“No Friends But the Mountains: Writing from Manus Prison” is the title under which the texts of the Kurdish-Iranian journalist Behrouz Boochani, 35, as a book appeared. “No friends except the mountains”, that sounds as lonely as the life in exile, probably most of the time, but especially in a place where coercion, abuse, and suffering are part of everyday life. The prisoners on the island of Manus, which belongs to Papua new Guinea, and landed there, without charge, a guilty verdict and sentence, they were detained, because they had sought asylum. Boochani had managed to smuggle his phone in the prison camp, now closed. With the thumb, he reported from there, via Whatsapp, to Omid Tofighian, of his texts from Farsi to English translation. 366 pages of his book, which was published in the summer of 2018.

On 31. 2019 January took place the award ceremony of the Victorian Premier’s Literary Awards, 2019, the highest prize for literature in Australia. Boochani won both in the category of Non-Fiction as well as the Overall Victorian Prize for both awards together, he will get to 125,000 Australian dollars, just under 80,000 euros.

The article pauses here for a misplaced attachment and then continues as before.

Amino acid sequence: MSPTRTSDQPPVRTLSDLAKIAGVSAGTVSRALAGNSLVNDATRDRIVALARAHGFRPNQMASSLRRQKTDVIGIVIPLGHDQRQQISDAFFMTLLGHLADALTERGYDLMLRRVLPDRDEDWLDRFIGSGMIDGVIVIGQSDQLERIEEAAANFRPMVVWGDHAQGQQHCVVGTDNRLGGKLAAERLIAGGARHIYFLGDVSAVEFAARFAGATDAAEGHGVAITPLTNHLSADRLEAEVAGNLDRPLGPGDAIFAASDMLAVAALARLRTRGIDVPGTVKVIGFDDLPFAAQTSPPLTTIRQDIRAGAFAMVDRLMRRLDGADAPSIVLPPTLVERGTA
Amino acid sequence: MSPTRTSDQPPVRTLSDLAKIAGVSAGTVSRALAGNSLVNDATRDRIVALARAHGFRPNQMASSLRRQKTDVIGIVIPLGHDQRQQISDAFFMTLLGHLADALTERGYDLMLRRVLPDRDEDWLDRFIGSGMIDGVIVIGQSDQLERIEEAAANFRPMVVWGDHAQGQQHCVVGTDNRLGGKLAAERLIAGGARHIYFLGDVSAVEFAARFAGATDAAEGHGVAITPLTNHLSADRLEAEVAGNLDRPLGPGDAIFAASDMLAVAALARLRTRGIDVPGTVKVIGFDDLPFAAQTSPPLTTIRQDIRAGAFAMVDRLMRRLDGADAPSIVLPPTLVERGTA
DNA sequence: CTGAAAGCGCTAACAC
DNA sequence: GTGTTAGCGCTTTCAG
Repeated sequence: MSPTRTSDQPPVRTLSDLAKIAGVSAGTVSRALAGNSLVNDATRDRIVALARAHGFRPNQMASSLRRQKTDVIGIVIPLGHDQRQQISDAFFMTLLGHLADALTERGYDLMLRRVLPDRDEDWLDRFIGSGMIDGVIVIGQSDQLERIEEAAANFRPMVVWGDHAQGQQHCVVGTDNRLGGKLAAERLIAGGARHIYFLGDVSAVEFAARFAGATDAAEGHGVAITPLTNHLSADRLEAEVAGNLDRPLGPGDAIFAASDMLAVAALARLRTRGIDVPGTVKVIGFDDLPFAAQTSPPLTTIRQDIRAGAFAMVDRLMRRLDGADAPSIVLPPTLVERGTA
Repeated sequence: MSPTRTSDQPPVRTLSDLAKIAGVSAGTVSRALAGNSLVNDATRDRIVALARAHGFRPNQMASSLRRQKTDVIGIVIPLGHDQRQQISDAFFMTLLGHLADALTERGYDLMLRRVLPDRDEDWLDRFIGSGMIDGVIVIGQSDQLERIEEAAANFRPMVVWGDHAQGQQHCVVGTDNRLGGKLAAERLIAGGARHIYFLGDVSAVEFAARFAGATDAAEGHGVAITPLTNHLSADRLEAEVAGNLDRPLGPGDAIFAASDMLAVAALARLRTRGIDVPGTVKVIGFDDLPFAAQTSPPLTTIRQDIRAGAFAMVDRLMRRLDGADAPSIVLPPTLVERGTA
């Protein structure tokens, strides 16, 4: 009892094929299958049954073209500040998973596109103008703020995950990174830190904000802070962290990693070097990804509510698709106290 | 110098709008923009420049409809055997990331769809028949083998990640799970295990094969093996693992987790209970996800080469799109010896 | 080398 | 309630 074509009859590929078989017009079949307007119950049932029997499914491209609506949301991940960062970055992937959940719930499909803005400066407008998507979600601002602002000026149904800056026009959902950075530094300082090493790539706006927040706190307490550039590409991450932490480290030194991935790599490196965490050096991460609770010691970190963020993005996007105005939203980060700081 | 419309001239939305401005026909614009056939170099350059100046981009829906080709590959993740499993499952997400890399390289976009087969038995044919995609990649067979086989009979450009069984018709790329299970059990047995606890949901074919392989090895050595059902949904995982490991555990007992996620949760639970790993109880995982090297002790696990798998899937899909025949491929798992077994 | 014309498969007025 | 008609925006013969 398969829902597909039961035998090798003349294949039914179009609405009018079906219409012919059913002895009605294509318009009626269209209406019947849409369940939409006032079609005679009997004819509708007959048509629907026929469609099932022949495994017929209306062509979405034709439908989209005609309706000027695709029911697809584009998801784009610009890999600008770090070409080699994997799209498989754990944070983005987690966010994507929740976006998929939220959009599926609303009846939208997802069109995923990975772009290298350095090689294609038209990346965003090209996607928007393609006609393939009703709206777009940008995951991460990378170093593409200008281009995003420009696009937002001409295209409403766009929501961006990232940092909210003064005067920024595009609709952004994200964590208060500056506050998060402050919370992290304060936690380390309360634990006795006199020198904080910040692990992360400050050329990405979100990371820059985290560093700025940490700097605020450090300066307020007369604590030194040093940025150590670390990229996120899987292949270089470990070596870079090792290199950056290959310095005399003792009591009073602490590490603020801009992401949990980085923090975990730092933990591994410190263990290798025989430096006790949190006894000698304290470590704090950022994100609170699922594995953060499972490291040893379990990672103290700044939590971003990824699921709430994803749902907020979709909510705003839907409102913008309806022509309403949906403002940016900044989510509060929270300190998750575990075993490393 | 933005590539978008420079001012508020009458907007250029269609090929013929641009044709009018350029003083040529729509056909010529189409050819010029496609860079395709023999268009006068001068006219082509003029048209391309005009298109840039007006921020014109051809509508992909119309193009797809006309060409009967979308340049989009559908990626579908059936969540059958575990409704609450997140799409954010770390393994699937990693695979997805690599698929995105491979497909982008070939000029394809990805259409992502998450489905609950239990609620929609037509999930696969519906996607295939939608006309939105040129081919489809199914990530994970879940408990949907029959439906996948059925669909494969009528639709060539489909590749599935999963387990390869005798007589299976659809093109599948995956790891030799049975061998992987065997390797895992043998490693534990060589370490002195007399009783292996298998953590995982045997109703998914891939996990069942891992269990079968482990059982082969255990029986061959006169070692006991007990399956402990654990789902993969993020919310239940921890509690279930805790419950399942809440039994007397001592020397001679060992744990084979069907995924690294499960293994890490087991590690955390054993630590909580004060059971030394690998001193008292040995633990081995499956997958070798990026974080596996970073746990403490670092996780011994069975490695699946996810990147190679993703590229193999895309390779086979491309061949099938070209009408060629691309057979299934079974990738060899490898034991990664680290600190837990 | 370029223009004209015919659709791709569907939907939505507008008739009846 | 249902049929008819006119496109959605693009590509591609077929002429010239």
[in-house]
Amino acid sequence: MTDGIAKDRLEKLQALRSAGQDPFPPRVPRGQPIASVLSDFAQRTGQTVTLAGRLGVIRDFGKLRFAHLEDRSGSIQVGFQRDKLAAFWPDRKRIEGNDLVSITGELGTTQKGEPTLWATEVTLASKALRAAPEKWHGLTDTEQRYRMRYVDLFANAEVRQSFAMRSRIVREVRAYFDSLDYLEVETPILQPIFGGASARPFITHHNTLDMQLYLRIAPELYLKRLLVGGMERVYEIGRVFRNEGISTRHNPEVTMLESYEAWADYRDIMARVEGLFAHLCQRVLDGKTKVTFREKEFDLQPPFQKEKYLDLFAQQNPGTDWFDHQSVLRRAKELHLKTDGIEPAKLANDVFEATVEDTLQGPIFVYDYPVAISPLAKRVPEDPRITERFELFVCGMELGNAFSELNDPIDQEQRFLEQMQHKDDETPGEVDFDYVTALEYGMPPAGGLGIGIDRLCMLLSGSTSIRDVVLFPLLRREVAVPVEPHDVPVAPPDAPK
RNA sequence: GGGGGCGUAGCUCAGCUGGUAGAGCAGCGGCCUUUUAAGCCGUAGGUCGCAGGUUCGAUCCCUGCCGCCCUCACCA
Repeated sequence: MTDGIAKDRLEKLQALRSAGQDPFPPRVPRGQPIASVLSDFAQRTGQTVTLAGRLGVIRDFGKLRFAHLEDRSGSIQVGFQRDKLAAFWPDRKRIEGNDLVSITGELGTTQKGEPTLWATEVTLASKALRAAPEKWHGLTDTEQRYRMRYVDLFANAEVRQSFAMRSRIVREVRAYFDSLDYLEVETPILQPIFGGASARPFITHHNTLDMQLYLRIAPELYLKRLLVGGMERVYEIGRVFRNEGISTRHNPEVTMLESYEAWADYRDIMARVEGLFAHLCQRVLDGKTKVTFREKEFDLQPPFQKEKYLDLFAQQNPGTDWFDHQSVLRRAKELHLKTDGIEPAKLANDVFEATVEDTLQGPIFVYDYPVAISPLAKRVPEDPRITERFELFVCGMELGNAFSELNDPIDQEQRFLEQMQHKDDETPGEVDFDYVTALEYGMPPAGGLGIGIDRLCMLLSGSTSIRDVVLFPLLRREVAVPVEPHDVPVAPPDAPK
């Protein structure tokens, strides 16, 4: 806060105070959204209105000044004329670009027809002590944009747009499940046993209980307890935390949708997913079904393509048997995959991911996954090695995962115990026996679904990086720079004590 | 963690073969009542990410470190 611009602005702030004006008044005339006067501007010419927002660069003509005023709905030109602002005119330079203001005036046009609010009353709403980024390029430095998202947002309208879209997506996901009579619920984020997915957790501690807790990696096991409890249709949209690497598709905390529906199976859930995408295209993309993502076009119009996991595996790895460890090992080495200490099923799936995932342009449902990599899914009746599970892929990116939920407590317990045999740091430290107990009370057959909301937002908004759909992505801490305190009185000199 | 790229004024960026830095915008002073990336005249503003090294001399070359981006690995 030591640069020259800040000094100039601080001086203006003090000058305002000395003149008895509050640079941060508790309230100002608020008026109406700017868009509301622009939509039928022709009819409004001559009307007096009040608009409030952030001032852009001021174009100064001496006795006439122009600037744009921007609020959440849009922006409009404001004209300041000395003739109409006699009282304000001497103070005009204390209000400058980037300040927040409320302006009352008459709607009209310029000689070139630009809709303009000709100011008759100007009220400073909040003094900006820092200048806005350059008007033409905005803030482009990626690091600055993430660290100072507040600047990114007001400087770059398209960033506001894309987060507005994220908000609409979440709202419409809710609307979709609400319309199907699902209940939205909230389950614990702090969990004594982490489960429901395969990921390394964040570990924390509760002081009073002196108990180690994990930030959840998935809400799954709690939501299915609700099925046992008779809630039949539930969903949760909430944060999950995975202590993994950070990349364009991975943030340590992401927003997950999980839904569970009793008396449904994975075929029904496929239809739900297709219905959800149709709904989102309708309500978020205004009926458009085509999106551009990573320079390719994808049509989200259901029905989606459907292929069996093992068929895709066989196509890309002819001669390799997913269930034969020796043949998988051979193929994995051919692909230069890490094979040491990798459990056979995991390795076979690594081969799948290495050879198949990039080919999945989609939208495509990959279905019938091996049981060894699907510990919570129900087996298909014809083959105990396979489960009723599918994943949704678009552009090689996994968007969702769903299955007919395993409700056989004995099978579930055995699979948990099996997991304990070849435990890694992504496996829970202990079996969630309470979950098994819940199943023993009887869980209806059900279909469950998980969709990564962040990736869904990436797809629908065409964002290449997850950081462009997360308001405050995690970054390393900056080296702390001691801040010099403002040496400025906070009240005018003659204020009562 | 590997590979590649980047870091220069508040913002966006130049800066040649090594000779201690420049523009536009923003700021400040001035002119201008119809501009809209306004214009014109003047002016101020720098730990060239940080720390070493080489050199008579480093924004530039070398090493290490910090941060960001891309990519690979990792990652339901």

with The exception of the award

While Boochanis colleagues in Melbourne at the victory celebration, their prices took, the imprisoned author of Manus Island from the BBC. “In a way, I am very happy that we are able to generate attention for this Emergency. And many people have learned of the Situation, which is great …”, quoted by BBC News. “On the other hand, I think I didn’t celebrate, have the right to – because I have many friends who suffer here. The most Important thing for us is to get off this island and start a new life.” The Jury had made in Boochanis participation of an exception, the rules are the submitting authors are Australian citizens or permanent residents of the country.

“We are people, simple people,”

2013 was traveled Boochanis from Southeast Asia to Australia and was to become after his arrest, to the voice of an insider from the controversial arrest procedures. Boochani writes regularly for the British “Guardian” and tweet about life on Manus. He has also filmed a documentary mention from the stick with the phone and as Co-Director. The title is “Chauka, Please Tell Us The Time”. The Film is on Vimeo to rent.

Boochani wants the readers of his book to understand that there was a systematic effort to deprive Refugees and asylum-seekers of their “identity, humanity, and individuality”. “We are not angels and we are evil,” he told the BBC. “We are people, simple people, we are innocent people.”

sources: “BBC News”, Vimeo

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